Governing Trade Trade Regulations

Regulation of international trade in animal germplasm is based on animal health issues and national socioeconomic policies. Animal health regulations have been formulated at national and international levels to prevent the spread of diseases between animal populations either within a country or between countries. Generally, countries have a set of phytosanitary regulations focusing on important diseases. For example, a country may want to bar the importation of semen from a country that is endemic with foot and mouth disease. Nonphytosanitary trade regulations are primarily focused upon decreasing consumer costs for animal products or protecting the economic viability of a country's livestock sector.

The World Trade Organization (WTO) has had a significant impact on how germplasm is traded between countries. The WTO has linked trade (monetary issues) with health issues. This is an essential element for the facilitation of international trade. To ensure disease risk is minimized and to assist in preventing nontariff barriers to trade, the WTO developed the Agreement on Sanitary and Phytosanitary (SPS) Measures. The purpose of this

Table 1 U.S. exports and imports of semen or embryos in 2002

Germplasm type and species group Export quantity Export value, $ Import quantity Import value, $

Semen

Table 1 U.S. exports and imports of semen or embryos in 2002

Germplasm type and species group Export quantity Export value, $ Import quantity Import value, $

Semen

Bovine

6,366,272

47,470,000

Dairy

1,544,857

8,157,000

Beef

1,754,142

7,635,000

Other

9,G21

372,000

13,229

476,000

Embryos

Dairy cattle

3,888

2,483,000

60

20,000

Beef cattle

3,125

1,091,000

283

141,000

Chickens

Broiler & layer

5,7G9,425

11,704,395

2,439,078

1,858,146

Total value ($)

63,120,395

18,287,146

(From USDA Foreign Agriculture Service, www.fas.usda.gov/ustrdscripts/USReport.exe, accessed 9 9 2003.)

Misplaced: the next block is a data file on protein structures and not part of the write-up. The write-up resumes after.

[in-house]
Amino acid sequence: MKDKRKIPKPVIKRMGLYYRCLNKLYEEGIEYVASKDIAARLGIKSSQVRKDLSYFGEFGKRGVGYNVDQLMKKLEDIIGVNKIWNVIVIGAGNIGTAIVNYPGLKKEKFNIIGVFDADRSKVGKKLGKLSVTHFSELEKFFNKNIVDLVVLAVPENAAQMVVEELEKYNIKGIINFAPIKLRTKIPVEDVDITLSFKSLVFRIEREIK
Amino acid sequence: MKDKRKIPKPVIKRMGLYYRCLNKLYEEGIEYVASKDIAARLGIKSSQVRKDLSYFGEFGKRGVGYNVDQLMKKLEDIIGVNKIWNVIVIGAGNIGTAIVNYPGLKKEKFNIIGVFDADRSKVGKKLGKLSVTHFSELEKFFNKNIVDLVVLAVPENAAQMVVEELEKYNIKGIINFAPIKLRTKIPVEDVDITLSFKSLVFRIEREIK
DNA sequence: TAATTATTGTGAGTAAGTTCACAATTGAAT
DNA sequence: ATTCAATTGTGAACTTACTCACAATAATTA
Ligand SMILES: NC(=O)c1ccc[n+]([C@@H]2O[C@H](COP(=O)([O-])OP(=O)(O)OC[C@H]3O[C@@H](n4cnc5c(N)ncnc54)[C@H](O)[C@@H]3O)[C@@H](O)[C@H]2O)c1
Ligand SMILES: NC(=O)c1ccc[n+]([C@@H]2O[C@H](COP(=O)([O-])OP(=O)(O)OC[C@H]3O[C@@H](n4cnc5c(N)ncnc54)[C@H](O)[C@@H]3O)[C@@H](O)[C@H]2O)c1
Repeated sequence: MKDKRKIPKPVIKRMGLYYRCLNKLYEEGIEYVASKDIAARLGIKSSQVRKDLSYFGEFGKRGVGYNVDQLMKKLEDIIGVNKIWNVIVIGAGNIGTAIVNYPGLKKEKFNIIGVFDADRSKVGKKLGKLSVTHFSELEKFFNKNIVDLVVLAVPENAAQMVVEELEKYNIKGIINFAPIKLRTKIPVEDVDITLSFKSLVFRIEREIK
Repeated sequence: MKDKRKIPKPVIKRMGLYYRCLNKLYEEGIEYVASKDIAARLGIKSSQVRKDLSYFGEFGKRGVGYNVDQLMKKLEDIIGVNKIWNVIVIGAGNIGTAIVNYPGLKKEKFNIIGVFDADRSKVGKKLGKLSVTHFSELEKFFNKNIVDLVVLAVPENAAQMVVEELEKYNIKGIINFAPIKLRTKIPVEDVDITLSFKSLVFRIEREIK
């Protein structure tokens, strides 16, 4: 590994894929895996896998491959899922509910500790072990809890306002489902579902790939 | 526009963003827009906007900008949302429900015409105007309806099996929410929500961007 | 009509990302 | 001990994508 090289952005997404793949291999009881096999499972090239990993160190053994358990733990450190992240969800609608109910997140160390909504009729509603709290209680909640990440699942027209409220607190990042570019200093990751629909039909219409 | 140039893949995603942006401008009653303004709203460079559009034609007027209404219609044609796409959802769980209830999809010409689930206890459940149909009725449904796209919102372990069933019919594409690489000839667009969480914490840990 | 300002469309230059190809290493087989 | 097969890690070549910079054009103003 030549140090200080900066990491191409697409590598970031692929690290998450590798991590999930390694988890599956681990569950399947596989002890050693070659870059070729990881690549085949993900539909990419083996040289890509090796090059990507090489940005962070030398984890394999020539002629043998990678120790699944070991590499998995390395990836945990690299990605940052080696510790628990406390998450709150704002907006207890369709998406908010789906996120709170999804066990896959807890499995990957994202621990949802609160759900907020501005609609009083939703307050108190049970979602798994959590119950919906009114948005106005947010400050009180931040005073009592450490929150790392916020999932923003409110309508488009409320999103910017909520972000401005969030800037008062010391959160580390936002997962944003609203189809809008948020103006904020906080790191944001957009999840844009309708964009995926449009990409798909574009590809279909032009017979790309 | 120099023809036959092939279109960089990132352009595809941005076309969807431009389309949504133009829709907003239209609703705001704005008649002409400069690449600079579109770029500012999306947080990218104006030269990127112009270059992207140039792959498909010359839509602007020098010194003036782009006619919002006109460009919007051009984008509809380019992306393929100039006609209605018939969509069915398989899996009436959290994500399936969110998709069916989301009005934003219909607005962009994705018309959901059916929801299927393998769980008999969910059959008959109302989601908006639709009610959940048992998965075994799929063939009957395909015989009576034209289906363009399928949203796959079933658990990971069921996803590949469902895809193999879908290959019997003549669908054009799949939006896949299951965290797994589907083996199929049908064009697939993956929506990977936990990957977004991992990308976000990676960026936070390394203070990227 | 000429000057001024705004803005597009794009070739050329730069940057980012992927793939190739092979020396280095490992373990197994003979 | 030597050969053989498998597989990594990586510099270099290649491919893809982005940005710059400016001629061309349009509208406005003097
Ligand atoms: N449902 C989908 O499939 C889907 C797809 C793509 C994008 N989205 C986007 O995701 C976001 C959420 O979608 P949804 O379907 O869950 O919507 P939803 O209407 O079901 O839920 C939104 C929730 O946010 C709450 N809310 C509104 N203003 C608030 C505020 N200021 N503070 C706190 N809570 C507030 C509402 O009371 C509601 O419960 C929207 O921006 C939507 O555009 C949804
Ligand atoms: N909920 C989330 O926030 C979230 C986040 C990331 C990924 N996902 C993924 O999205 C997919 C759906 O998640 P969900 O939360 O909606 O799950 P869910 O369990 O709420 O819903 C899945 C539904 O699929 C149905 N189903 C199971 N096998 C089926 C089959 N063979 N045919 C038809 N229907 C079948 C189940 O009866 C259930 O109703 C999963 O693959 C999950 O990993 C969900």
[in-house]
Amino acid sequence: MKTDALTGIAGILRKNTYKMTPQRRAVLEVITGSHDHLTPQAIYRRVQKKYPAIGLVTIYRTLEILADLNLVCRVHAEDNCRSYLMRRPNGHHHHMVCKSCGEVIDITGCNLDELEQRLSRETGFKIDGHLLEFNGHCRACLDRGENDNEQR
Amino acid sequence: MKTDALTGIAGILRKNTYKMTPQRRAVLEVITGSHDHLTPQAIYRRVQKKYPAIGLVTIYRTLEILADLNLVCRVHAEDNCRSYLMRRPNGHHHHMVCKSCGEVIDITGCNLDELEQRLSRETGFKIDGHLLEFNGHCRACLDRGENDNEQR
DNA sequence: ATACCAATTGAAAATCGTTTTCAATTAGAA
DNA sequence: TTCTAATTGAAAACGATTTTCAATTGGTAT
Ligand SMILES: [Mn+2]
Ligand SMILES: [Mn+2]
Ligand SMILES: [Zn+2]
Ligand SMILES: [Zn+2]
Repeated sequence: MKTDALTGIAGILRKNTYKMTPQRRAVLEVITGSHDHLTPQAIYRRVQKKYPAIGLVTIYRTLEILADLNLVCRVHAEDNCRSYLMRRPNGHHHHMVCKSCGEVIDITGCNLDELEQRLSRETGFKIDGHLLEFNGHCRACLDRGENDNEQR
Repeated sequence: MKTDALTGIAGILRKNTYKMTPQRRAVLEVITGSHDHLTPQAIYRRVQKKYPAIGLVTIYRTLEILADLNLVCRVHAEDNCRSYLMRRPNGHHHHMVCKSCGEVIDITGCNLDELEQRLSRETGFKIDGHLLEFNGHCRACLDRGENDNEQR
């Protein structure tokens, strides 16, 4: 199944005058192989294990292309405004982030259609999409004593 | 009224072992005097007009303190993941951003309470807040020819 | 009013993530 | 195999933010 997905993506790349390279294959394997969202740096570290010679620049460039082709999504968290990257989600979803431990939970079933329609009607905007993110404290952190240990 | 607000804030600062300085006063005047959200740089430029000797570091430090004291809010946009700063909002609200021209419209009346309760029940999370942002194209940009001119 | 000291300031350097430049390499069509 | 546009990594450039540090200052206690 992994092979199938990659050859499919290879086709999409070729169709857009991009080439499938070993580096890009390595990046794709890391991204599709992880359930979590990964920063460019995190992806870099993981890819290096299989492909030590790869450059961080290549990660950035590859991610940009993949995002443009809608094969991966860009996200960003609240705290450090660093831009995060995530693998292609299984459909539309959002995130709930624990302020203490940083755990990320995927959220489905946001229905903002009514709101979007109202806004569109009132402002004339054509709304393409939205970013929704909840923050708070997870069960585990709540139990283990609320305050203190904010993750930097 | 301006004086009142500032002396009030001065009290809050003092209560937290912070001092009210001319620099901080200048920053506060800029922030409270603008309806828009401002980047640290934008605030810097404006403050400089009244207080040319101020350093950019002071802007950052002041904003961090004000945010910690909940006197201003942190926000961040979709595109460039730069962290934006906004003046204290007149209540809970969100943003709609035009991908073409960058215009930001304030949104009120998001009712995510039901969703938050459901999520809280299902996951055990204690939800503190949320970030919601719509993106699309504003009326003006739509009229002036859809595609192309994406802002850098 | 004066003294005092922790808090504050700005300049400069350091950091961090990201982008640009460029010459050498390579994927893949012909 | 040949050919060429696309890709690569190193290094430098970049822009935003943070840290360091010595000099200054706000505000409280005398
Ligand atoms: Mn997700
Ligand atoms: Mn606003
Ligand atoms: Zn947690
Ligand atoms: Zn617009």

(From USDA Foreign Agriculture Service, www.fas.usda.gov/ustrdscripts/USReport.exe, accessed 9 9 2003.)

agreement is to allow Members ''to adopt and enforce measures necessary to protect human, animal or plant life health, subject to the requirement that measures are not applied in a manner which would constitute a means of arbitrary or unjustifiable discrimination between Members where the same conditions prevail or a disguised restriction on international trade.''[1] The WTO has designated the Office of International Epizootics (OIE) as the reference organization for animal health and zoonoses. Since 1960 the OIE has developed and altered over time the Terrestrial Animal Health Code, the objective of which is to prevent the spread of animal diseases, while facilitating international trade in live animals, semen, embryos, and animal products.[2] It is through the Terrestrial Animal Health Code that the OIE contributes to the global trade in animal germplasm. Because the OIE is a body consisting of member countries, it provides a forum for discussing and modifying the Terrestrial Animal Health Code; member countries have input as to the content of the health code.

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